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"With our skulls we are paving the path to certain victory," PA TV host quoted arch-terrorist Abu Jihad
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"With our skulls we are paving the path
to certain victory,"
PA TV host quoted arch-terrorist Abu Jihad
 
 

By Itamar Marcus and Nan Jacques Zilberdik

When Palestinians marked the anniversary earlier this year of the death of arch-terrorist Abu Jihad who was responsible for the murder of at least 125 Israelis, a PA TV host quoted the terrorist, encouraging death for "Palestine":
   
   
Official PA TV host: "Thirty years since the death as a Martyr of Khalil Al-Wazir Abu Jihad, the First Bullet and the First Stone. On this day we remember what Prince of Martyrs [Abu Jihad] said: 'Our heads will remain in the sky and our feet are planted in the homeland. With our skulls we are paving the path to certain victory and return. The compass will never err and the path will continue to guide towards Palestine.'"
[Official PA TV, Good Morning, April 20, 2018]

Palestinian Media Watch has documented that PA and Fatah leaders have turned terrorist Abu Jihad into a role model for Palestinians. Fatah, for example, recently named a futsal championship after him.

PMW has also exposed that the
PA encourages Martyrdom-death, for example a song on PA radio stated that "Palestine is etched on the heart of the fetus, a proud Martyr in his mother's womb," and Abbas' Fatah broadcast this song, asking Allah to grant Palestinians "Martyrdom" in Jerusalem:

"Al-Aqsa has called, and its call is precious
For its sake, life is insignificant, even if it's precious...
God, grant us Martyrdom there
God, promise us, we beg of you...
A million grooms and brides at the celebration
Have written the marriage contract in blood on the veil
(visual of suicide bomber Wafa Idris, killed 1 and wounded over 100, in Jerusalem attack)
A million grooms and brides at the celebration
Have written the marriage contract in blood on the veil
(visual of suicide bomber Ayyat Al-Akhras, killed 2 and wounded 28, in Jerusalem attack)
Filled with desire, they are going to the Paradise of immortals
To a wedding procession with angels that fill Palestine with light."
[Fatah-run Awdah TV, Jan. 23-24, 2017]

The following is a longer excerpt of the PA TV host's speech, quoting terrorist Abu Jihad:

Official PA TV host: "Good morning to the state that was and is called Palestine. A morning of an exalted state that stands firm and exists with its sites, mosques, and churches, regardless of how they have Judaized it and changed it with Israeli flags. Their [Israeli] independence is our Nakba (i.e., "the catastrophe," the Palestinian term for the establishment of the State of Israel), and about this it has been said (the following is a quote from Palestinian poet Mahmoud Darwish's 1988 poem Those Who Pass Between Fleeting Words -Ed.):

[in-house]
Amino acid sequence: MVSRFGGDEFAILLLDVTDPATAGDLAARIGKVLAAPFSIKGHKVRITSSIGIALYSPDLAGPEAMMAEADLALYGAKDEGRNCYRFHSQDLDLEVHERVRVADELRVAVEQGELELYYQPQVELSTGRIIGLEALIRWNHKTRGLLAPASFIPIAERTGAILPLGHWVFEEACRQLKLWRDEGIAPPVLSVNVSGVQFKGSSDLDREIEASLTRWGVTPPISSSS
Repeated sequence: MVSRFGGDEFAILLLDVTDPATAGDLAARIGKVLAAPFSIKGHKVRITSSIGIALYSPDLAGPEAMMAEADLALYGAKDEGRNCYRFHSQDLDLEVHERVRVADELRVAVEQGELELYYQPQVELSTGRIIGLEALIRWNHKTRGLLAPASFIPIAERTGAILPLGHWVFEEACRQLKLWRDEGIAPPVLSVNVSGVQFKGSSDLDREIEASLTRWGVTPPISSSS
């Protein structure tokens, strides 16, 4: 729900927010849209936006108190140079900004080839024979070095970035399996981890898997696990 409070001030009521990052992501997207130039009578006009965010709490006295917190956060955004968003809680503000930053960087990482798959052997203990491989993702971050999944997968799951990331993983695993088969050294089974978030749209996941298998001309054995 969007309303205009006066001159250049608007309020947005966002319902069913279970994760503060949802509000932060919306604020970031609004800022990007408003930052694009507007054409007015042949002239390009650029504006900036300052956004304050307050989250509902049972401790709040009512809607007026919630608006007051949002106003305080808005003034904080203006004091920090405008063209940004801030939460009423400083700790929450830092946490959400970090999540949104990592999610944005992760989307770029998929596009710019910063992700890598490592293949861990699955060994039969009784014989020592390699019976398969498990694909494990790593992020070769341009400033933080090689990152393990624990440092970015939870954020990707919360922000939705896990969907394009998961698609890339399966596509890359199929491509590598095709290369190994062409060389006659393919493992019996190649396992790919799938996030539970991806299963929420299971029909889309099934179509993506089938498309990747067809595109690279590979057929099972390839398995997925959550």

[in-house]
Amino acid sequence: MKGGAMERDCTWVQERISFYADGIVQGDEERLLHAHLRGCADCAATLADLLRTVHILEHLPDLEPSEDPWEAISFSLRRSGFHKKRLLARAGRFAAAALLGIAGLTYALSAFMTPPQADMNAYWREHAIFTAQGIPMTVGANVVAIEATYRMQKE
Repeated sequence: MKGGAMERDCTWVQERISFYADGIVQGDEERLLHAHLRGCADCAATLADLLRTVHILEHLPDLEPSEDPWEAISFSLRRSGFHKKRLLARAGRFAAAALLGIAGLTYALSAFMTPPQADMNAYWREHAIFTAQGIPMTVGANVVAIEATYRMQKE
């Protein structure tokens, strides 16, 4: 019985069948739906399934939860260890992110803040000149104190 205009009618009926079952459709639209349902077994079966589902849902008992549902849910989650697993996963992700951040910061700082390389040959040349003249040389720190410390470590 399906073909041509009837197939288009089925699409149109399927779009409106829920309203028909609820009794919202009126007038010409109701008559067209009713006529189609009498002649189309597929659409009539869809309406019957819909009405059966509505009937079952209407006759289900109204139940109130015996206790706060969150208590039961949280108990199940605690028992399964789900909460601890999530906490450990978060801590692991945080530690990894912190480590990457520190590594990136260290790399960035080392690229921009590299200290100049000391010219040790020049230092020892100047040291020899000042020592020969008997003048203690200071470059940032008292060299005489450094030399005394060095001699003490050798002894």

'O those who pass between fleeting words
It is time for you to be gone
Die wherever you like, but do not die among us
For we have work to do in our land
We have the past here
We have the first cry of life
We have the present, the present and the future
We have this world here, and the hereafter
So leave our country
Our land, our sea
Our wheat, our salt, our wounds
Everything, and leave
The memories of memory'
About memory it has been said: Thirty years since the death as a Martyr of Khalil Al-Wazir Abu Jihad, the First Bullet and the First Stone. On this day we remember what Prince of Martyrs [Abu Jihad] said: 'Our heads will remain in the sky and our feet are planted in the homeland. With our skulls we are paving the path to certain victory and return.' The compass will never err and the path will continue to guide towards Palestine."


Mahmoud Darwish is considered the Palestinian national poet. He published over 30 volumes of poetry and 8 books of prose and has won numerous awards. He joined the Israeli Communist Party in 1961 and the terrorist organization PLO in 1973, becoming a member of the PLO Executive Committee in 1987. He left the PLO in 1993 because it signed the Oslo Accords with Israel.
Many in Israel see his poetry as inciting hate and violence. One poem he wrote in 1988 at the height of the Palestinian wave of violence and terror against Israel in which approximately 200 Israelis were murdered (the first Intifada, 1987-1993) calls to Israelis: "Take your portion of our blood - and be gone... Live wherever you like, but do not live among us... Die wherever you like, but do not die among us... Leave our country, our land, our sea, our wheat, our salt, our wounds, everything, and leave the memories of memory."
In 1964, he wrote a poem entitled "ID Card" in which he said: "I do not hate people, And I do not steal from anyone, But if I starve I will eat my oppressors' flesh; Beware, beware of my starving, And my rage."
He also wrote "Silence for the Sake of Gaza" in 1973, which many see as glorifying terror: "She wraps explosives around her waist and blows herself up. It is not a death, and not a suicide. It is Gaza's way of declaring she is worthy of life."
His defenders have claimed that Israel misinterprets his poetry and that he sought reconciliation with Israel. One wrote in 2017: "Darwish arranged meetings between Palestinian and Israeli intellectuals, and published essays on their discussions. He was optimistic that, through mutual understanding, the two sides could eventually reconcile." [https://www.bcalnoor.org/]